Jul 24, 2023 - News

SF's 988 crisis line sees calls spike 30% in first year

Illustration: Eniola Odetunde/Axios

San Francisco Suicide Prevention (SFSP) has seen about a 30% increase in call volume since a new helpline went live last year, the organization told Axios.

Why it matters: The development of the three-digit hotline, 988, was designed to make it easier for people to seek mental health help.

  • That 30% increase in San Francisco call volume is consistent with the increases seen in other Bay Area crisis centers that answer 988 calls, an indication that the new hotline is working as intended, Van Hedwall, SFSP's director of programs, said via email.

Yes, but: Over 9% of the more than 58,000 calls made from California residents to the national 988 suicide prevention and mental health hotline went unanswered by in-state counselors during April and May, causing those calls to be directed out of state, per a new analysis from health research outlet KFF.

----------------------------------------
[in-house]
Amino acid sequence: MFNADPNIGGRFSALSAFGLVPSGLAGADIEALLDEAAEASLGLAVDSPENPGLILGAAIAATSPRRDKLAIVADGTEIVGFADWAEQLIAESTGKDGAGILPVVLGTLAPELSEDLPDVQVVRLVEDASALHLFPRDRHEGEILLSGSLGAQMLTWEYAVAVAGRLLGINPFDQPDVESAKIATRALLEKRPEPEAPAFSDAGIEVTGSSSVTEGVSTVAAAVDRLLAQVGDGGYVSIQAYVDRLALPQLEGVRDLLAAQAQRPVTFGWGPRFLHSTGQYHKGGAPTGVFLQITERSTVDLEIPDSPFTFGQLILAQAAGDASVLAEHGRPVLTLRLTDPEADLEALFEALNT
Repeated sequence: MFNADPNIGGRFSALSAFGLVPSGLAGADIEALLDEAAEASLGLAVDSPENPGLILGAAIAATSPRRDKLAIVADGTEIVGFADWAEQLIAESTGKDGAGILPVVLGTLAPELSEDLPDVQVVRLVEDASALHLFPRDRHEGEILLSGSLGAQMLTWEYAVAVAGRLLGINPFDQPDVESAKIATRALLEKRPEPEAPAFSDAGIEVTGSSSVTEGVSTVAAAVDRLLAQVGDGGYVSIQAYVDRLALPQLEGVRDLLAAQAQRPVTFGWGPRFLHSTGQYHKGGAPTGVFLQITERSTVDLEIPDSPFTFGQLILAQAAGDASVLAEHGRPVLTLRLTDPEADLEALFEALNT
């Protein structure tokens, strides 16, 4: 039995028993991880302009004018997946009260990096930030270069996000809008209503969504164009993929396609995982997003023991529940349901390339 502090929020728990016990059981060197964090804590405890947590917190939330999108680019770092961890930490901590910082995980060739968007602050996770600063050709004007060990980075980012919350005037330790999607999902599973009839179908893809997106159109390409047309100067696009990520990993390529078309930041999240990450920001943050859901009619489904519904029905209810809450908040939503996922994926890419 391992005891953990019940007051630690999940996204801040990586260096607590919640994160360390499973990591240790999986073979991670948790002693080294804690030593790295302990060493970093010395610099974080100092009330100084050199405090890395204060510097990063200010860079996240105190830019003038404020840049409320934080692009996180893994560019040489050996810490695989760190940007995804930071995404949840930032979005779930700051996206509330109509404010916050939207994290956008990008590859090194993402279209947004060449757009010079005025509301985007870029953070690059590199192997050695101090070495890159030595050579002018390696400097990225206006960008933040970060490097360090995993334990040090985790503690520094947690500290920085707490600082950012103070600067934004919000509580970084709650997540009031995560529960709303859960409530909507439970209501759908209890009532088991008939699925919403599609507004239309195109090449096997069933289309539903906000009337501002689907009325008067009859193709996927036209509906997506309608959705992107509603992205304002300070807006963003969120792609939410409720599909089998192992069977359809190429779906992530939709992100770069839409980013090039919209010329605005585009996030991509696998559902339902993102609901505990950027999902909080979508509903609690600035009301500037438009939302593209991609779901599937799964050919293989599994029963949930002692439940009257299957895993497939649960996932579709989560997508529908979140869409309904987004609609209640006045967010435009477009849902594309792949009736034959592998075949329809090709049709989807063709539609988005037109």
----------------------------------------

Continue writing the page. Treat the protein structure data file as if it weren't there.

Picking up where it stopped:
• That redirection of calls is happening at a time when most Americans still aren't aware the 988 national suicide prevention and mental health hotline exists — and even as we hit the service's one-year mark, few states have established long-term funding commitments to sustain it, Axios' Sabrina Moreno reports.

Of note: California had the highest volume of calls in April and May, followed by New York (31,016) and Texas (29,116).

The big picture: Since the National Suicide Prevention Lifeline was replaced last year with an easier-to-remember number, 988 has been contacted nearly 5 million times nationwide.

  • Officials, mental health advocates and call center leaders say they're pleased with that number.
  • Still, more than 80% of Americans still aren't familiar with the new hotline, according to a recent National Alliance on Mental Illness survey.

Plans to use some of the nearly $1 billion in federal funding for a nationwide public service campaign haven't materialized, partly due to early concerns that marketing 988 could overwhelm the lifeline past capacity.

The bottom line: "We have to remember, we're at the beginning of what's going to be a marathon, not a sprint," said Chuck Ingoglia, CEO of the National Council for Mental Wellbeing.

  • "It's taken 15 years for 911 to evolve to the kind of system that it is today. We're just one year in."

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